Morten Helveg PetersenMorten Helveg Petersen, De Radikale, Denmark

1. What does lifelong learning mean to you?

We must learn all through life to develop, to get things into perspective and to be able to keep track when the world around us changes. For that reason education and new knowledge must be available for all age groups and social groups. As politicians we must take care of that. For two reasons: To secure the individual persons the best opportunities in life, and to strengthen democracy which thrives when it is based on active, educated and engaged citizens.

2. How will you support the promotion of adult education and lifelong learning if you are elected?

I am a big supporter of adult education. It is never too late to learn and to expand your horizon. As a MEP I will support initiatives that makes it possible that we learn from each other across the countries of Europe and that we gather knowledge about what adult education is able to do and how we get the best results out of adult education. The funding possibilities of Erasmus+ for guest teachers and further education of teachers are one example how the EU can contribute in strengthening adult education. Another example is the EU center for vocational traning, CEDEFOP, which among other things makes research into adult education.

3. In your opinion and experience, how can different disadvantaged groups (elderly, migrants etc.) be included in lifelong learning in order to support their social inclusion?

Lifelong Learning must be for everybody, both those with many ressources, who participate on their own initiative all through life, and for those groups who need to have the options presented to them to get started. In Denmark we have a strong tradition of “folkeoplysning” [non-formal adult education] and learning based on civil society. It takes place in study associations, civil society associations and residential folk high schools. We must cherish and develop this tradition. At the same time we must also offer formal adult education through the established educational system and AMU (vocational adult education). The Danish government has allocated 1 billion DKK for this purpose in a recent Growth Programme.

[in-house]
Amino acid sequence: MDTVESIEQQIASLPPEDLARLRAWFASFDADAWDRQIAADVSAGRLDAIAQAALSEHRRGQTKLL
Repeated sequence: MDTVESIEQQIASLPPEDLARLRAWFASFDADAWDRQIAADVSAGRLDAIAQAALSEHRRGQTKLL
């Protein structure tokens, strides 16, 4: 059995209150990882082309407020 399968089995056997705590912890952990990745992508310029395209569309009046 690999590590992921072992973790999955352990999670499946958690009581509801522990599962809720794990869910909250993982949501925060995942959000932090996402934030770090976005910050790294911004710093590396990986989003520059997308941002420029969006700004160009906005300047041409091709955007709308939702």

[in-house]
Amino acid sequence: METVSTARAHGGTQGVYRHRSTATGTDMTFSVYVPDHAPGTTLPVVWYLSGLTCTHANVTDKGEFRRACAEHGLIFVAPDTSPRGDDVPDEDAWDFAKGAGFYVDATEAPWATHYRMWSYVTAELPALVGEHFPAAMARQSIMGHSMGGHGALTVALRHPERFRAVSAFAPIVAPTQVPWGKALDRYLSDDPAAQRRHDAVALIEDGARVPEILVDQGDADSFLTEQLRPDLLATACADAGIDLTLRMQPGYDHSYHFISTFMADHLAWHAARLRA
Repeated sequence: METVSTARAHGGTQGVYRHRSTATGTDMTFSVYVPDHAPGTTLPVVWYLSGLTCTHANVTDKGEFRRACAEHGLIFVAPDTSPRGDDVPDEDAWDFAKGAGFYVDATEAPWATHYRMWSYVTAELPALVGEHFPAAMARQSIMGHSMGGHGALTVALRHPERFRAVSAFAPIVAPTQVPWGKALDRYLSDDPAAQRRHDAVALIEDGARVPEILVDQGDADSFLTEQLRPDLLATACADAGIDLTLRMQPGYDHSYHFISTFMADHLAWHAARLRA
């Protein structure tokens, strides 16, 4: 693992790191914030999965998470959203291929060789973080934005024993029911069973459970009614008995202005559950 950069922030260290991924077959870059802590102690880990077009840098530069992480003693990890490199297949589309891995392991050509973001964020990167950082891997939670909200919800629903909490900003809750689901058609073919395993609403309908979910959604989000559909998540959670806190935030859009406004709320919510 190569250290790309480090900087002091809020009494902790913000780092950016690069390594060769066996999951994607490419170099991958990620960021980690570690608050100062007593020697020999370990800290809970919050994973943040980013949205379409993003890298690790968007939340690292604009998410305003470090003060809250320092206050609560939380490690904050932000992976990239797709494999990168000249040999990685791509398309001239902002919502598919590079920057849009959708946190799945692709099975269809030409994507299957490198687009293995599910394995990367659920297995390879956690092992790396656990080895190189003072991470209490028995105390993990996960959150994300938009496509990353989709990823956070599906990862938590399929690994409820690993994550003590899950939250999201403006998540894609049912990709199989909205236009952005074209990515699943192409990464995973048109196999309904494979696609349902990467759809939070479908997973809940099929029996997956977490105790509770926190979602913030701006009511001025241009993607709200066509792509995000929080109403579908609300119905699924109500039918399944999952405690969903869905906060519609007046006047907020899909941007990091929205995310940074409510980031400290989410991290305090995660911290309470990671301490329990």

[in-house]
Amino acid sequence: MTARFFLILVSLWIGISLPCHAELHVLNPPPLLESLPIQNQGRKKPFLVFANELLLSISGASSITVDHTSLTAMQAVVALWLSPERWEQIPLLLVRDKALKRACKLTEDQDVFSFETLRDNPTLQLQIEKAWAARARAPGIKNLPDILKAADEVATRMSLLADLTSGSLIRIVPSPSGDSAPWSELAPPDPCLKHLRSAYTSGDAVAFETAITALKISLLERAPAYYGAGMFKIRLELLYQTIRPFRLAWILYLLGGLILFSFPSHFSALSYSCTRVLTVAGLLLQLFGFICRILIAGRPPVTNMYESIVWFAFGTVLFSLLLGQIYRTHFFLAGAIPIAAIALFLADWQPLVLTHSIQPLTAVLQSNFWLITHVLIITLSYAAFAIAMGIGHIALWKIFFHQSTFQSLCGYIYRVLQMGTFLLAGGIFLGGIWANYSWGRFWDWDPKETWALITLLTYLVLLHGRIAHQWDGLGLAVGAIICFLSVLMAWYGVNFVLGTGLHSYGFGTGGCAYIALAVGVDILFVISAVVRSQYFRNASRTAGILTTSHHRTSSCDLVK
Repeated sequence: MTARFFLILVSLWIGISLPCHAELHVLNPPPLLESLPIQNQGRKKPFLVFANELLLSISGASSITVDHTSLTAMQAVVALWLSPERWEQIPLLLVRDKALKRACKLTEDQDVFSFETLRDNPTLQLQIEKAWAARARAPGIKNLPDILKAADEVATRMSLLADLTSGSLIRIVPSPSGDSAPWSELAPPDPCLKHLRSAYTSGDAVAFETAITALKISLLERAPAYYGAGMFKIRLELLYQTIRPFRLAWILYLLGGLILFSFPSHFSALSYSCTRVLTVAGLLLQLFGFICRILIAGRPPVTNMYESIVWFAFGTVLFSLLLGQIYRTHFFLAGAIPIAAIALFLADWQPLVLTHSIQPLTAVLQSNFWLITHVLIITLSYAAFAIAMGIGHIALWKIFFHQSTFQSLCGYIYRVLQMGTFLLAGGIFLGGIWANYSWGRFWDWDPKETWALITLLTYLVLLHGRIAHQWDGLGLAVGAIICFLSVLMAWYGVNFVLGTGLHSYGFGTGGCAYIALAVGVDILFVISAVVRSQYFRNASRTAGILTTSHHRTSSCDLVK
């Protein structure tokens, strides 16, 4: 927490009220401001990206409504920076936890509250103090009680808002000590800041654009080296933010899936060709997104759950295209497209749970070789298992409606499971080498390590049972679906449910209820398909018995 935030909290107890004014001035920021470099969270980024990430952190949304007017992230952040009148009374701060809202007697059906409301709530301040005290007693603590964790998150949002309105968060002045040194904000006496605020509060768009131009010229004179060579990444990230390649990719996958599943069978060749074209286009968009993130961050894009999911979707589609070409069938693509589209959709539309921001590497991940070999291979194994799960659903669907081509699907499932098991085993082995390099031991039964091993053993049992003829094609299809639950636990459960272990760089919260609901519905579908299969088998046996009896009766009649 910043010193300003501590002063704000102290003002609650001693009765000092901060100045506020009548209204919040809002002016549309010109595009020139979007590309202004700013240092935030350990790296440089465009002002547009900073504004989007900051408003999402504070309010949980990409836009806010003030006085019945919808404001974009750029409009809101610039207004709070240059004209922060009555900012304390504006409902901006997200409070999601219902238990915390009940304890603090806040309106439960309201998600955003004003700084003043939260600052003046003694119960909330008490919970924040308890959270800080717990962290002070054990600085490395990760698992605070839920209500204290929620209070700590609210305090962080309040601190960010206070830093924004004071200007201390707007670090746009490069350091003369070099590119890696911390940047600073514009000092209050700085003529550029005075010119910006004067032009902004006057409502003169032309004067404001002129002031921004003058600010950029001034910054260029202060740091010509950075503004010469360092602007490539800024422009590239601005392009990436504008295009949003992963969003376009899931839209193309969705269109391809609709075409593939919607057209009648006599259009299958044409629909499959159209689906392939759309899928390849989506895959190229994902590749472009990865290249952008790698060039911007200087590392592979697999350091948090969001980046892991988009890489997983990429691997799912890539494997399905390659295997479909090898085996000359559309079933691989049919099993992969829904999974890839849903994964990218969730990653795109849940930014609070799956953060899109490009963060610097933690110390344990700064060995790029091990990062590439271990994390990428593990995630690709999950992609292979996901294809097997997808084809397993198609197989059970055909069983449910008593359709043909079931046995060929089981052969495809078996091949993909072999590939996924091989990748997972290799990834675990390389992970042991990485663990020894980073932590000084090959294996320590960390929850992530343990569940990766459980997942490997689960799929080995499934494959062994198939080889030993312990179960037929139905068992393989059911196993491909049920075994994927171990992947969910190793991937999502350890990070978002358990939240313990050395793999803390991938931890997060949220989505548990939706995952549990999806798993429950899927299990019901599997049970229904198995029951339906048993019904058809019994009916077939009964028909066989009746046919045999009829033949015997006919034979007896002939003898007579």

4. What do you see as the role for non-formal adult education in helping to implement EU educational policy?

I am proud of the Danish tradition of ”folkeoplysning” (see above). In addition to explicit learning it contributes to the non-formal education, based in civil society, very positively to the strengthening of our democracy and the coherence of our local communities. In this way it is an important supplement which also integrates other groups and establish relations in a way that formal education (nationally and EU-funded) not always is able to.

5. How will you support the work of civil society actors in promoting adult education?

I will draw attention to the Danish experiences where ever it is possible – and I will try to learn about the experiences and traditions of other member countries. I am eager to support the exchange of knowledge and ideas across boarders in this very important area.

6. Would you support a “European Flagship campaign on adult education and learning” and if yes, how?